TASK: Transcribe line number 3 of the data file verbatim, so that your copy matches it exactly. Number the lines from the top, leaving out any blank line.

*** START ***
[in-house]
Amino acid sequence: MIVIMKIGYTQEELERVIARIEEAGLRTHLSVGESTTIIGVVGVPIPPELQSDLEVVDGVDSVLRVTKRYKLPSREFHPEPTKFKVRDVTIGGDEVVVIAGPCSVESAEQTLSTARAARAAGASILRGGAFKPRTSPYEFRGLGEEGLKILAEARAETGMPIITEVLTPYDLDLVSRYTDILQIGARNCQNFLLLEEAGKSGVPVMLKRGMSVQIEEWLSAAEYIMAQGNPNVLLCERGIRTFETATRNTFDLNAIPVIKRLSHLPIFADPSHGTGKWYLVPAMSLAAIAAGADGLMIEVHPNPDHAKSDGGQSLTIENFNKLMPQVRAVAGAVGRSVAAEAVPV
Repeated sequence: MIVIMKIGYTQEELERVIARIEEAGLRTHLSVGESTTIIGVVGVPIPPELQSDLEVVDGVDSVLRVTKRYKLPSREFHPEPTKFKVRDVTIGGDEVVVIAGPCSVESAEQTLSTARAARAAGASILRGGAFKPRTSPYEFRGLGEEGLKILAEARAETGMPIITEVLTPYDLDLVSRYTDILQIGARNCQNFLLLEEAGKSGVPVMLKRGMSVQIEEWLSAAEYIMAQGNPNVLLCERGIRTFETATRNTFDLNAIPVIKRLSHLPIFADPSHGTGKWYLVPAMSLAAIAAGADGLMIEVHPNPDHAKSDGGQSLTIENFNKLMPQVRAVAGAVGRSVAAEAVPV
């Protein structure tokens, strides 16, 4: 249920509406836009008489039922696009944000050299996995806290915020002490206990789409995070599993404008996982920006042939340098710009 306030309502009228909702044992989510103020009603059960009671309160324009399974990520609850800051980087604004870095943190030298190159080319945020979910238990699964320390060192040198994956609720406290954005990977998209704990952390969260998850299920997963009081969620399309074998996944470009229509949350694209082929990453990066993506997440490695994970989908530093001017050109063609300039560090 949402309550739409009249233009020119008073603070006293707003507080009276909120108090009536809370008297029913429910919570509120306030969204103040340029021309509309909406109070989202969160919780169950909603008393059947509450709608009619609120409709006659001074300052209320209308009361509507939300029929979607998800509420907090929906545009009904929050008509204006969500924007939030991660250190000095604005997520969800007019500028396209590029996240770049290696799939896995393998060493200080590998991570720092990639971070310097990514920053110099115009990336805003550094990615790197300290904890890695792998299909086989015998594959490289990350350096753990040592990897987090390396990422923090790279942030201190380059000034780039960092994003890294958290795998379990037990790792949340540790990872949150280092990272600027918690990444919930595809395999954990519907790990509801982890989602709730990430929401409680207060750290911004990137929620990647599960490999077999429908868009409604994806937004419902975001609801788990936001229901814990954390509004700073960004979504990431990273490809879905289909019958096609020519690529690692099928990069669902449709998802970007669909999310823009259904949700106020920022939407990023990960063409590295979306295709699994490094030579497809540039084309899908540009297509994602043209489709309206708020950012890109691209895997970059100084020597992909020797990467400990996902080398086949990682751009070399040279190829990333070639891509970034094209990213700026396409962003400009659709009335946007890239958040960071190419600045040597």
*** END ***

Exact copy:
Repeated sequence: MIVIMKIGYTQEELERVIARIEEAGLRTHLSVGESTTIIGVVGVPIPPELQSDLEVVDGVDSVLRVTKRYKLPSREFHPEPTKFKVRDVTIGGDEVVVIAGPCSVESAEQTLSTARAARAAGASILRGGAFKPRTSPYEFRGLGEEGLKILAEARAETGMPIITEVLTPYDLDLVSRYTDILQIGARNCQNFLLLEEAGKSGVPVMLKRGMSVQIEEWLSAAEYIMAQGNPNVLLCERGIRTFETATRNTFDLNAIPVIKRLSHLPIFADPSHGTGKWYLVPAMSLAAIAAGADGLMIEVHPNPDHAKSDGGQSLTIENFNKLMPQVRAVAGAVGRSVAAEAVPV